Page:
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U.S. shale roars back at OPEC

Fri., May 19, 2017, 8:09 a.m.

This Feb. 17, 2016, file photo shows a water pool attached to Robinson Drilling rig No. 4 in Midland County, Texas. Ken Medlock, director of an energy-studies program at Rice University in Houston, says an assessment Tuesday, Nov. 15, 2016, by the U.S. Geological Survey that the Wolfcamp Shale in the Midland region could yield 20 billion barrels of oil is another sign that “the revival of the Permian Basin is going to last a couple of decades.” (James Durbin / Reporter-Telegram via AP)
This Feb. 17, 2016, file photo shows a water pool attached to Robinson Drilling rig No. 4 in Midland County, Texas. Ken Medlock, director of an energy-studies program at Rice University in Houston, says an assessment Tuesday, Nov. 15, 2016, by the U.S. Geological Survey that the Wolfcamp Shale in the Midland region could yield 20 billion barrels of oil is another sign that “the revival of the Permian Basin is going to last a couple of decades.” (James Durbin / Reporter-Telegram via AP)

OPEC may get its members to agree to continue to tamp down oil production, but it will be a Pyrrhic victory.

The biggest threat to the 13-member group’s dominance has been U.S. shale.

In November 2014, the Organization of Petroleum Exporting Countries decided to keep production levels high in the hope it could maintain market share. But that was a difficult task to begin with, and since then, U.S. shale producers have become even more efficient.

By the time OPEC reversed course in November 2016, sending oil prices up as much as 10 percent, shale had already gained ground.

There are areas in the enormous Permian and Eagle Ford shale fields in Texas where producers can break even at prices as low as $34 a barrel, according to Bloomberg Intelligence.

And analysts now say U.S. shale production will grow even faster than expected. Macquarie Group now thinks production will increase 1.4 million barrels a day through December, up from a previous growth estimate of 0.9 million barrels a day. JPMorgan Chase doubled its forecast to an increase of 800,000 barrels a day for the same period.

As OPEC and non-OPEC producers (namely Russia) cut back on production, U.S. shale producers are moving to quickly fill the gap. Their output increase is equal to about half of the OPEC cuts and twice that of Russia’s cuts, according to a report out this week by Eugen Weinberg, head of commodity research at Commerzbank.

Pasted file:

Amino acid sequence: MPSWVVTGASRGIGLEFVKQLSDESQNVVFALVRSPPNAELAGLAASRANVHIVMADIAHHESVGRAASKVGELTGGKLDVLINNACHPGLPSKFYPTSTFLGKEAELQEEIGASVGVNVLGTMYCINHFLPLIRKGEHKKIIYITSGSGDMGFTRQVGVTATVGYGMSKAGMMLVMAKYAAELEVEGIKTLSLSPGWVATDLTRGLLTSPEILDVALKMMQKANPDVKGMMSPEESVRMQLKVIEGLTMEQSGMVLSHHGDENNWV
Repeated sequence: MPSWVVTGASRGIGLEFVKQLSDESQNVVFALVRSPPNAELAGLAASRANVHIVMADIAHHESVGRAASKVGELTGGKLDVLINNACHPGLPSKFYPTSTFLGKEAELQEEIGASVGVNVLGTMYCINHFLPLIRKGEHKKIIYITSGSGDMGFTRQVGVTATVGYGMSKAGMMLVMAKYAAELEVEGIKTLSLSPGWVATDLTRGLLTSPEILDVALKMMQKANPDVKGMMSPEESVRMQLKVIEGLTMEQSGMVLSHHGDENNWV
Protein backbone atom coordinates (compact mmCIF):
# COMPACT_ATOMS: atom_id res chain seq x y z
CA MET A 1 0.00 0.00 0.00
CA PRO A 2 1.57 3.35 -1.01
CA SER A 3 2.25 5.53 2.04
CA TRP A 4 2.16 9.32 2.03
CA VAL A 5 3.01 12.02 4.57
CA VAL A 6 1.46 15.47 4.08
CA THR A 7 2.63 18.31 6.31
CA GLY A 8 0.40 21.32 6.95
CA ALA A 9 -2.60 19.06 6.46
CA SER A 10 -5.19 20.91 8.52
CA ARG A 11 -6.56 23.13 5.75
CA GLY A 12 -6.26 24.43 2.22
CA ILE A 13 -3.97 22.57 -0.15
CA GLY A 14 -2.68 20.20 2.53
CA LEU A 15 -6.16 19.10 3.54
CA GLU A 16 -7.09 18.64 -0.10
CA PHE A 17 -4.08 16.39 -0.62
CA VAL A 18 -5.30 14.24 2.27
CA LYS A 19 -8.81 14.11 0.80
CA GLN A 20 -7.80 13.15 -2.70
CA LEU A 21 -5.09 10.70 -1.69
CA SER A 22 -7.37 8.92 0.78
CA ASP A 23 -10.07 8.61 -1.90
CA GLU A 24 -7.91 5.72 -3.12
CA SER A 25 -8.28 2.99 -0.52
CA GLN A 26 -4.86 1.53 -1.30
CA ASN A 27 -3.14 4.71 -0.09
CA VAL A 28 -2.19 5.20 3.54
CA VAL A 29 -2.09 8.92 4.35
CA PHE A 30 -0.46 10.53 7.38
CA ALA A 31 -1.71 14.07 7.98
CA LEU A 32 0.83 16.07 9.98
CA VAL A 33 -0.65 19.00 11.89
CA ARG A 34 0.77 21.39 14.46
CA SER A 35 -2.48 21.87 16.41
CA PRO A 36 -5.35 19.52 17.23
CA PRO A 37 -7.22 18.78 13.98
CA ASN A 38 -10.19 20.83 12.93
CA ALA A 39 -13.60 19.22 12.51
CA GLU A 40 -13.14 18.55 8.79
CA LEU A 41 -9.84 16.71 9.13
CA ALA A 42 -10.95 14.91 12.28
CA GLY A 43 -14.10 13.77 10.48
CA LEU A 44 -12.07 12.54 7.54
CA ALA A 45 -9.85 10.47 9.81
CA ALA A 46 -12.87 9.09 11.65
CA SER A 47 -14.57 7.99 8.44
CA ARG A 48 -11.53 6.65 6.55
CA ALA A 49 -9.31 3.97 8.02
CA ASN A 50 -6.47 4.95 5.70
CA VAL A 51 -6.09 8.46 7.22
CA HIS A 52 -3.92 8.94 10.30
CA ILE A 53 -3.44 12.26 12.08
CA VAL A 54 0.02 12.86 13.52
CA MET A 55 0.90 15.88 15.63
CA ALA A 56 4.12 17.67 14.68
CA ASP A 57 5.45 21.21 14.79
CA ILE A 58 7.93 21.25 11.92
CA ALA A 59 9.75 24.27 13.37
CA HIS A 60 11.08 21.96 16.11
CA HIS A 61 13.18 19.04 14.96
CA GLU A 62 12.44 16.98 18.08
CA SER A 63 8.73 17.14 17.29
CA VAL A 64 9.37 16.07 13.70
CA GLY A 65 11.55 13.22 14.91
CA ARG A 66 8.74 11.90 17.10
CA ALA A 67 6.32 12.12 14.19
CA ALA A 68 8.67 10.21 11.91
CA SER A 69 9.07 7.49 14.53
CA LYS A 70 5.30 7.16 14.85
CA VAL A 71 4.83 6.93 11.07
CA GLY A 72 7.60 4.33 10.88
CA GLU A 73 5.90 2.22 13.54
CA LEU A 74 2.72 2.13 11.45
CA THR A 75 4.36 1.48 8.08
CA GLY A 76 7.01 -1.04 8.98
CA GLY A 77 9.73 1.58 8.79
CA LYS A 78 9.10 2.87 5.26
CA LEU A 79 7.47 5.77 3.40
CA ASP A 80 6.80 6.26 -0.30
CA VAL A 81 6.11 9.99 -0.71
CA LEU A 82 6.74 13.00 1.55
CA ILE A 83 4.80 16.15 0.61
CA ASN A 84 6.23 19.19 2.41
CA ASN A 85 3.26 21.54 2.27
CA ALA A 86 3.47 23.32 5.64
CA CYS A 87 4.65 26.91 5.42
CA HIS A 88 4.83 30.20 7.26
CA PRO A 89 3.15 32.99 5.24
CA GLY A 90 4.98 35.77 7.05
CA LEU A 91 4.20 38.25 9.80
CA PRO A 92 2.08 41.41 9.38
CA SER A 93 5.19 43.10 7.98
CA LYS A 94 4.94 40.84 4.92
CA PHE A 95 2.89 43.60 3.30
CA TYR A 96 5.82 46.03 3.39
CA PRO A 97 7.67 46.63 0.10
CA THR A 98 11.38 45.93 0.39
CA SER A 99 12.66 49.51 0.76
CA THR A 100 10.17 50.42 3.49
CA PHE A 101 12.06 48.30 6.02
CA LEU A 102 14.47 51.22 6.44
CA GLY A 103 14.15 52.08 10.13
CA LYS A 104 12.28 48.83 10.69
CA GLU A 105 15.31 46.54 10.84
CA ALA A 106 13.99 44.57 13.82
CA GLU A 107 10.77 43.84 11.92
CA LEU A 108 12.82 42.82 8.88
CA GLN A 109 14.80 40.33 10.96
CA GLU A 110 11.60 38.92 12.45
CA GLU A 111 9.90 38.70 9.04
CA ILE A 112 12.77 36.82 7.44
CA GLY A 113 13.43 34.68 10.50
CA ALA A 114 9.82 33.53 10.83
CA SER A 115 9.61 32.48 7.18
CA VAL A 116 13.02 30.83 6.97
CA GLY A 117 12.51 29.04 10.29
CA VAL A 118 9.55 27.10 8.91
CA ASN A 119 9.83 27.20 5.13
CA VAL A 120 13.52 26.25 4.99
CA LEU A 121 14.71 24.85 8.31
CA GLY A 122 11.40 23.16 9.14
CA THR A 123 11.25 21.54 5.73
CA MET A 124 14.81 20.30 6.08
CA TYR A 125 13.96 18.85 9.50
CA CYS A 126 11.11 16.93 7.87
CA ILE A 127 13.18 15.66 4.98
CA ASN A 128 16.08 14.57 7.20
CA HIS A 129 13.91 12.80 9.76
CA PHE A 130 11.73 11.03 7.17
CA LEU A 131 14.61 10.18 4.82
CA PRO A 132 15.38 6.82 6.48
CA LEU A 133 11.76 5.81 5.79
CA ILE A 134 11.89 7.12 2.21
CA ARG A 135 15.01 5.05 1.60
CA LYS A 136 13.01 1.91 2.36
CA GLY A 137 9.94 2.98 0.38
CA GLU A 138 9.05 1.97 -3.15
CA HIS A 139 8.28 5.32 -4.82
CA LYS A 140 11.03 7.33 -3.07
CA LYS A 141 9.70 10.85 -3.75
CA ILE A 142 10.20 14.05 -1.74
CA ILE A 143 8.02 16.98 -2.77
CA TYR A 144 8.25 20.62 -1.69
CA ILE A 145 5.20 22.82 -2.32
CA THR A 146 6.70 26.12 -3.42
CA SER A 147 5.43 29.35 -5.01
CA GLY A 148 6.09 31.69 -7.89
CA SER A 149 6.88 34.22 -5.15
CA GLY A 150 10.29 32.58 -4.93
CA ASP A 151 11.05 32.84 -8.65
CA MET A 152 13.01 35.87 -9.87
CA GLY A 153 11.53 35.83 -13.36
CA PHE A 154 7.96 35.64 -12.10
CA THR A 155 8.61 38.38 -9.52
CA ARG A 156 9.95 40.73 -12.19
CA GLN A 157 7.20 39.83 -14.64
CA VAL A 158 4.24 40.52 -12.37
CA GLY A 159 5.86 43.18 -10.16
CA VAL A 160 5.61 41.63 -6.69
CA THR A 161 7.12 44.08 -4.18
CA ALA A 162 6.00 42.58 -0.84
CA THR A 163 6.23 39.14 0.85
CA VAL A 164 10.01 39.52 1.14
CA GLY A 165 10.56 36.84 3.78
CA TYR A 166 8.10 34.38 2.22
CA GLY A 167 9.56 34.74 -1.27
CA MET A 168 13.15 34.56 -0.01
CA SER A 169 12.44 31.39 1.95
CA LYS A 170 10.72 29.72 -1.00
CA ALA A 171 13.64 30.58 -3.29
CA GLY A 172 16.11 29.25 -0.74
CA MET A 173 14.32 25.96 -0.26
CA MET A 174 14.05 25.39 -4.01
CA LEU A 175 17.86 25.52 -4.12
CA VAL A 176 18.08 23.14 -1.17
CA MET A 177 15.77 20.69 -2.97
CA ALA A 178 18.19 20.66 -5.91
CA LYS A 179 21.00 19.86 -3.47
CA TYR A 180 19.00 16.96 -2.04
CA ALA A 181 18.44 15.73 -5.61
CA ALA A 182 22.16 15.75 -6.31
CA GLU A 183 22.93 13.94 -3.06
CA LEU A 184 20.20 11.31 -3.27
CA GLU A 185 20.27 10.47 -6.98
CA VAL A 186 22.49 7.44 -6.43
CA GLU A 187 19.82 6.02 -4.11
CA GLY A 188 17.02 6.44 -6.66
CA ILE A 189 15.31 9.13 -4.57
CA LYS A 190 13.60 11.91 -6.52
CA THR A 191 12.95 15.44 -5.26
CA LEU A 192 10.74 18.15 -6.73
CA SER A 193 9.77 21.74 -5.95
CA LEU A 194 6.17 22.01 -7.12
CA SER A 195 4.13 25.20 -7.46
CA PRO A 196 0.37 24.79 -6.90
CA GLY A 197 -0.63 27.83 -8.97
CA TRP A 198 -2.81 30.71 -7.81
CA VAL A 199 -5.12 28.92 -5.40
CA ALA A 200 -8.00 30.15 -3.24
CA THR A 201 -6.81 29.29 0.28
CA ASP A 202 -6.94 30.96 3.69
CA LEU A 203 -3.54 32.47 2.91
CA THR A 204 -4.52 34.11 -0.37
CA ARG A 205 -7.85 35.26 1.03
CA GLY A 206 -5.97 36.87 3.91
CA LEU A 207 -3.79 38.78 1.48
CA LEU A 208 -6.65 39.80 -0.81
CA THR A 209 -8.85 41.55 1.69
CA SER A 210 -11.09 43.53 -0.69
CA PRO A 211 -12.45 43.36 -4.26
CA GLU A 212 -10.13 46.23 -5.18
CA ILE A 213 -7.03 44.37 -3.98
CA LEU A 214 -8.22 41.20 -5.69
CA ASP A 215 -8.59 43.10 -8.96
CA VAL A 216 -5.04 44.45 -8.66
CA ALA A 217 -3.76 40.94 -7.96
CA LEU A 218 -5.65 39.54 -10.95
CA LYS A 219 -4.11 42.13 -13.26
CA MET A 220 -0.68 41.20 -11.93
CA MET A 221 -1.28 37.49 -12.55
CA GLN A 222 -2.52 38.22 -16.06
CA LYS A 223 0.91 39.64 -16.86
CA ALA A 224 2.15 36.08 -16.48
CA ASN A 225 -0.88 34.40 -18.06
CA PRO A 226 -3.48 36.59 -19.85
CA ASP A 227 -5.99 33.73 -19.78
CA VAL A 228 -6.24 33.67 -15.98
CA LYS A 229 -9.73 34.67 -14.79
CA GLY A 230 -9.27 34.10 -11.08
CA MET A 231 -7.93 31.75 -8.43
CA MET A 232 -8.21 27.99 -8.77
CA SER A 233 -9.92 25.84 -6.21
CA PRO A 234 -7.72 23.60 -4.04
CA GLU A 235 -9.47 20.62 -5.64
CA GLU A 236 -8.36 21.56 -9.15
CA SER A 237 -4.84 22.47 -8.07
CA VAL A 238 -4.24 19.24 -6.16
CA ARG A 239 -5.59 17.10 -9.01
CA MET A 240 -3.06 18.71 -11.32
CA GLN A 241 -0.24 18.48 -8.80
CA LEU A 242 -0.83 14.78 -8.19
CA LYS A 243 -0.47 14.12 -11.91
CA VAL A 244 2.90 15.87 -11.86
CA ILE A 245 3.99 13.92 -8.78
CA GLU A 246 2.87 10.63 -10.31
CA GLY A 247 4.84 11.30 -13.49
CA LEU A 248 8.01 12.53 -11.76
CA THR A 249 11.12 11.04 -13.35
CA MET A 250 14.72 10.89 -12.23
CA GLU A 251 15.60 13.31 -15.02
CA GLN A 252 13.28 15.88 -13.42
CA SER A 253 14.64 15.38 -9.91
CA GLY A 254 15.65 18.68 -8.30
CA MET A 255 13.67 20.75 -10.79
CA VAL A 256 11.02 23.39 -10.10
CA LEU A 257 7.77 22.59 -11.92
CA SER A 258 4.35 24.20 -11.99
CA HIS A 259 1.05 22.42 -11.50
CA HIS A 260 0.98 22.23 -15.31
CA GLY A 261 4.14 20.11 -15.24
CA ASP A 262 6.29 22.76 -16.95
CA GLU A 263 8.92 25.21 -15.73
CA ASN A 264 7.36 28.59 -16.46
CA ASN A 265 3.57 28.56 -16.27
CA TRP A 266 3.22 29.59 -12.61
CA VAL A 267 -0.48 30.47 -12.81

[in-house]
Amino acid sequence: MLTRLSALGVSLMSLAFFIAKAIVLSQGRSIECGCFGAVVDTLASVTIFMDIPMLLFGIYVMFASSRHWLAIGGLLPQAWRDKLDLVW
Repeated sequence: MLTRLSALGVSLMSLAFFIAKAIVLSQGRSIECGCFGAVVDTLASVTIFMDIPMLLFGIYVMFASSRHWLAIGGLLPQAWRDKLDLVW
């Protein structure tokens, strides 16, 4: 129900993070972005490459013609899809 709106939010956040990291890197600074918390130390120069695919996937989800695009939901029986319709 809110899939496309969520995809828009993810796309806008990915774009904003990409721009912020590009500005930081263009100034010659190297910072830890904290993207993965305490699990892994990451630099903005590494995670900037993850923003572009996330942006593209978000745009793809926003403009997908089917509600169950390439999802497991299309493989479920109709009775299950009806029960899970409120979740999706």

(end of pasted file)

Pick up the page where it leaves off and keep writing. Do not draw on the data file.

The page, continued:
“If the production cuts were to be extended, the participating countries would lose further market shares, which they are hardly likely to accept for any length of time,” the report said.

It isn’t going to get a lot better for OPEC in 2018, either. JPMorgan is forecasting U.S. shale to grow by 1.05 million barrels a day next year, while Bank of America Merrill Lynch has a figure of 950,000 barrels a day.

Even a “drastic” downward shift in the market conditions won’t lead to a rapid collapse of U.S. oil production, according to Rystad Energy. Many wells that have been drilled-but haven’t been completed-could still be brought online profitably if the price falls to $40 or even $30 a barrel, Rystad said in a report on May 11.

Are there any straws that OPEC and Russia can clutch? Well, yes.

OPEC and its allies can only hope that increased U.S. production won’t jeopardize its aim of bringing down global crude stockpiles to the five-year average-putting a floor under prices and making sure they don’t plummet. Otherwise all the efforts of the last six months (and possibly next nine months) will be for nothing.

There have been some good signs. Stockpiles have been on the decline for the past six weeks, falling to 520.8 million barrels in the week ended May 5. More importantly, since the beginning of January, the surplus above the five-year average has fallen from 129 million barrels, to 110 million barrels in the week ended May 12.



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